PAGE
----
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Treasured Social Butterfly
Posts: 4,021
Registered: ‎04-07-2015

Re: Medically Speaking, You Can Become 2 Years Younger In 8 Months

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A word about the VO2: in January, I was 57. In September I was 58. The expected VO2 for me in January was 33. The expected VO2 for me in September was 32. So I gained 2 VO2 points. That still doesn't seem to be very good, but this was an online calculator not a test done in a lab, so it's an estimate, not the real number. The only way to get the real value is in a lab. FWIW and all.

 

 

The key to success is to keep growing in all areas of life - mental, emotional, spiritual, as well as physical. - Julius Erving
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Treasured Social Butterfly
Posts: 4,021
Registered: ‎04-07-2015

Medically Speaking, You Can Become 2 Years Younger In 8 Months

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I have become two years younger in the past eight months.

 

I took a fitness calculator test (results below) in January and again in September. The most recent one shows the value of my workout regime: I've become two years younger, medically speaking.

 

So why should you care, anyway? Because while your results may vary based on your present condition, your activity level and your DNA, you, too, could get younger in the next 8 months. How much younger depends upon your willingness and ability to exercise. A lot.

 

Before someone accuses me of blustering braggadocio, please know this: I am not in competition with you; you are not in competition with me. Instead our individual health outlook is in competition with the depredations of time and our lifestyle choices.

 

My January, 2017 results: (I was 57 but had the fitness of an average 26 year old.)

 

My January 2017 resultsMy January 2017 results

 

My September, 2017 results: (I was 58 but had the fitness of an average 24 year old.)

 

My September, 2017 results.My September, 2017 results. 

 

So what exercises did I do, you may ask, to travel back in time? I worked out to the tune of 900 minutes a week. That's over 2 hours a day divided into these disciplines: hand weight and resistance training; mini-trampoline workouts, cycling and fast walking over rolling hills combined with careful attention to what I ate, when I ate it and what quantity I ate. And I lost 10 pounds.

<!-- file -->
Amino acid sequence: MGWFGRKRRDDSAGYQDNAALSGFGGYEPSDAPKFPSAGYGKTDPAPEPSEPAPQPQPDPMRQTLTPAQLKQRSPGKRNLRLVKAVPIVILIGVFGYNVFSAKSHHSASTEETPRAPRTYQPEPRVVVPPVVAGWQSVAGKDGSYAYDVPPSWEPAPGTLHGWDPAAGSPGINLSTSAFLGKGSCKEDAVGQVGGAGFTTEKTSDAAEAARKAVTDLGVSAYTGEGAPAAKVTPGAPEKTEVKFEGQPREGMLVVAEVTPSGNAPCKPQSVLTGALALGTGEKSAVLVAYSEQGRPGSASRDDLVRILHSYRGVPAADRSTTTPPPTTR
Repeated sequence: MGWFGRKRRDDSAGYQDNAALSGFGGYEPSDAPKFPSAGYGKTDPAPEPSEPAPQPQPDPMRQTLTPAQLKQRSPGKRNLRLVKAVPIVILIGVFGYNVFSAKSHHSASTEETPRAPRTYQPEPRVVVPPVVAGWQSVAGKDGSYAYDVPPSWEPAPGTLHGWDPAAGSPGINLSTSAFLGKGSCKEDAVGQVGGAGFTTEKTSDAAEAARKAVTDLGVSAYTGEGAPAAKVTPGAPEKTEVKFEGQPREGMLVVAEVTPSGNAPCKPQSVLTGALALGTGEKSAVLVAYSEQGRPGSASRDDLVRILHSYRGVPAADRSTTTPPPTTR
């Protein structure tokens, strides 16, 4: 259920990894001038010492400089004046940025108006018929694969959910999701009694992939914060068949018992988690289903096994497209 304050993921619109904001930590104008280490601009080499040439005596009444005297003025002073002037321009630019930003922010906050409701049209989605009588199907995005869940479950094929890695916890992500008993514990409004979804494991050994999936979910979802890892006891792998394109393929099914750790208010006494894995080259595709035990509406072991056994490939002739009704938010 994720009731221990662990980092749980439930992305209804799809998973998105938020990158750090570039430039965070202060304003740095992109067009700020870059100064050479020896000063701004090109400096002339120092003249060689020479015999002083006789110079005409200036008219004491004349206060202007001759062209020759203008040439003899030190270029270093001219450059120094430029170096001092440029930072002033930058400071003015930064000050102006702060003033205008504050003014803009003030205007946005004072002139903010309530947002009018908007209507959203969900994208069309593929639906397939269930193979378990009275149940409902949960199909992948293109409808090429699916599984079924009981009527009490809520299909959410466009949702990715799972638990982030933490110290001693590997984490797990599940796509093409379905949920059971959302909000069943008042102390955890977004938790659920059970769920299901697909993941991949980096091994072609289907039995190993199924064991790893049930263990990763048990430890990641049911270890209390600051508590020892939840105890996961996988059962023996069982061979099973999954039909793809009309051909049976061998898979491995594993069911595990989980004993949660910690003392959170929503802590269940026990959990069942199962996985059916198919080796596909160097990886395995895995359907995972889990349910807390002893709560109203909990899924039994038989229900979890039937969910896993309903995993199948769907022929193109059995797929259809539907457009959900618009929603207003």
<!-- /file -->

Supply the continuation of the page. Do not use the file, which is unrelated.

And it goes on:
Sound like crazy over-abundance? Consider this: Orville Rodgers, 98, senior athlete and holder of 15 World Records, exercises 10 hours a week. Says he: "I have a determination to hang in there. Keep going. Never give up. There are perfectly rational reasons to NOT want to exercise as you get older; it hurts, you're worried about falling, perhaps some of your friends aren't around to work out with. And yet it's pretty hard to argue with the results." (See this CBS News Story for more about Orville: https://www.cbsnews.com/news/senior-athletes-going-the-distance/)

 

Now, perhaps you do not fancy yourself a senior athlete. That's fine. Perhaps you hate the very idea of exercise and choose a sedentary lifestyle. And that's fine as well, as long as you are aware of and OK with the costs of a sedentary lifestyle. 

 

But if you are looking for a way to peel back the ravages of time and a sedentary lifestyle, may I suggest that you find a way to get moving and keep moving until you are working out like Orville and me?

 

 

"Standard disclaimers apply"  --Epster 

The key to success is to keep growing in all areas of life - mental, emotional, spiritual, as well as physical. - Julius Erving